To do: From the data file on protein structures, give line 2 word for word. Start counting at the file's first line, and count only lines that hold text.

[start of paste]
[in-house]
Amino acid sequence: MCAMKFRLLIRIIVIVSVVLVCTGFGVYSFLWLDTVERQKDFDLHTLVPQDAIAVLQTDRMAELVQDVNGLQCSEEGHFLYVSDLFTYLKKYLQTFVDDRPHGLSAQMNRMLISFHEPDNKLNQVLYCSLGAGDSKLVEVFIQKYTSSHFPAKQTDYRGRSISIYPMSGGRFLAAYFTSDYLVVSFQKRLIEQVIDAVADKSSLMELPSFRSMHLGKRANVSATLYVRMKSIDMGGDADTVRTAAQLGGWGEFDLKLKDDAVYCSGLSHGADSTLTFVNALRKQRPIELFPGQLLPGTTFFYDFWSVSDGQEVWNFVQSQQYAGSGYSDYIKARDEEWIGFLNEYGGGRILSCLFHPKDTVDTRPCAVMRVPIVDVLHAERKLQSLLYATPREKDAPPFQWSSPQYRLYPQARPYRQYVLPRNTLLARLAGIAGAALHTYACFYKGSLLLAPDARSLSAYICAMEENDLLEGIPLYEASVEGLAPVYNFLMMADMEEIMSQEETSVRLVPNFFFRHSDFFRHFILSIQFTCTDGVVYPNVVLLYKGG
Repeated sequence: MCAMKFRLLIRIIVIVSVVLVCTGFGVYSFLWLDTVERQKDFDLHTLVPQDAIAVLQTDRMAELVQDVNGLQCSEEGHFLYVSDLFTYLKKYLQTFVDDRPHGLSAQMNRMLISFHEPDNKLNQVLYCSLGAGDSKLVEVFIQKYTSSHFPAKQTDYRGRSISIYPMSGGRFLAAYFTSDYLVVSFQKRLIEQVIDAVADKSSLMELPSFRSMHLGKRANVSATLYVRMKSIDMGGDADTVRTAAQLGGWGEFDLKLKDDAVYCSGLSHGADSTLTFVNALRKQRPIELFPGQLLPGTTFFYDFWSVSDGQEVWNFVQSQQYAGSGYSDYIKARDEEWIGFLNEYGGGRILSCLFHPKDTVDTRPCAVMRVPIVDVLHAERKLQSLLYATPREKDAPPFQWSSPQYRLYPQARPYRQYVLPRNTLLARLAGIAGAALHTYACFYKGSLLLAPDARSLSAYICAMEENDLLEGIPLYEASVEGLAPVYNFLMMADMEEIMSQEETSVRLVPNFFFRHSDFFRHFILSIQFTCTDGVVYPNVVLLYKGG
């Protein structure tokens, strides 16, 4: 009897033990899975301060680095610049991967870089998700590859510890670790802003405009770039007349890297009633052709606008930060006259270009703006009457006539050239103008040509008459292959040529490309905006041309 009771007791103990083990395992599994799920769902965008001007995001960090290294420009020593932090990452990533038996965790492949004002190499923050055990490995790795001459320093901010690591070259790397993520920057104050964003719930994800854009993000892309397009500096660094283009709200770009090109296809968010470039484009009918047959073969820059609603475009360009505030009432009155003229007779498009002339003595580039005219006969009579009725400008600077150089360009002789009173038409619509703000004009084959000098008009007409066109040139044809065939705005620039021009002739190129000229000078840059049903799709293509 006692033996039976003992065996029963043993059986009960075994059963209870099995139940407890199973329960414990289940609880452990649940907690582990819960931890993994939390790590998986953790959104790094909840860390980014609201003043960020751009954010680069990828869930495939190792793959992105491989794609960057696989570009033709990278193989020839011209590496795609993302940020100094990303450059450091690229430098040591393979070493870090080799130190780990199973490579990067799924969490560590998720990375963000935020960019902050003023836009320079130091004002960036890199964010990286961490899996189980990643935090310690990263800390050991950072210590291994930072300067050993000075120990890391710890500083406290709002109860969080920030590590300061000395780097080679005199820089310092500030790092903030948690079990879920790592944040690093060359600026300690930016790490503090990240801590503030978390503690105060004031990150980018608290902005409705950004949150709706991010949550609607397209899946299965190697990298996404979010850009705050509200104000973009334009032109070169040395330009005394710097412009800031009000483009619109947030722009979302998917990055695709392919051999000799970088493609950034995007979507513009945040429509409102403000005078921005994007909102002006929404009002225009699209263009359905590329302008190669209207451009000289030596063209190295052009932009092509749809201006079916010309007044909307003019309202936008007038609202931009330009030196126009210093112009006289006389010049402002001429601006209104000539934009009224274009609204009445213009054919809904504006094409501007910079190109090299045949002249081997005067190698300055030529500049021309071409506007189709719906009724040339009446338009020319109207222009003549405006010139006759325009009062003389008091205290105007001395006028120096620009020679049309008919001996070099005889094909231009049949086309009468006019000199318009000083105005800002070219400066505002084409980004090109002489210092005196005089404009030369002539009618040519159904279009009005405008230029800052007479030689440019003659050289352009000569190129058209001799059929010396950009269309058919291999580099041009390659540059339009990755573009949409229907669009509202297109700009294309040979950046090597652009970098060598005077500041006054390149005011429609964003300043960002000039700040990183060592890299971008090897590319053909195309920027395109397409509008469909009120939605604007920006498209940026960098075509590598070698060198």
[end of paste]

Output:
Amino acid sequence: MCAMKFRLLIRIIVIVSVVLVCTGFGVYSFLWLDTVERQKDFDLHTLVPQDAIAVLQTDRMAELVQDVNGLQCSEEGHFLYVSDLFTYLKKYLQTFVDDRPHGLSAQMNRMLISFHEPDNKLNQVLYCSLGAGDSKLVEVFIQKYTSSHFPAKQTDYRGRSISIYPMSGGRFLAAYFTSDYLVVSFQKRLIEQVIDAVADKSSLMELPSFRSMHLGKRANVSATLYVRMKSIDMGGDADTVRTAAQLGGWGEFDLKLKDDAVYCSGLSHGADSTLTFVNALRKQRPIELFPGQLLPGTTFFYDFWSVSDGQEVWNFVQSQQYAGSGYSDYIKARDEEWIGFLNEYGGGRILSCLFHPKDTVDTRPCAVMRVPIVDVLHAERKLQSLLYATPREKDAPPFQWSSPQYRLYPQARPYRQYVLPRNTLLARLAGIAGAALHTYACFYKGSLLLAPDARSLSAYICAMEENDLLEGIPLYEASVEGLAPVYNFLMMADMEEIMSQEETSVRLVPNFFFRHSDFFRHFILSIQFTCTDGVVYPNVVLLYKGG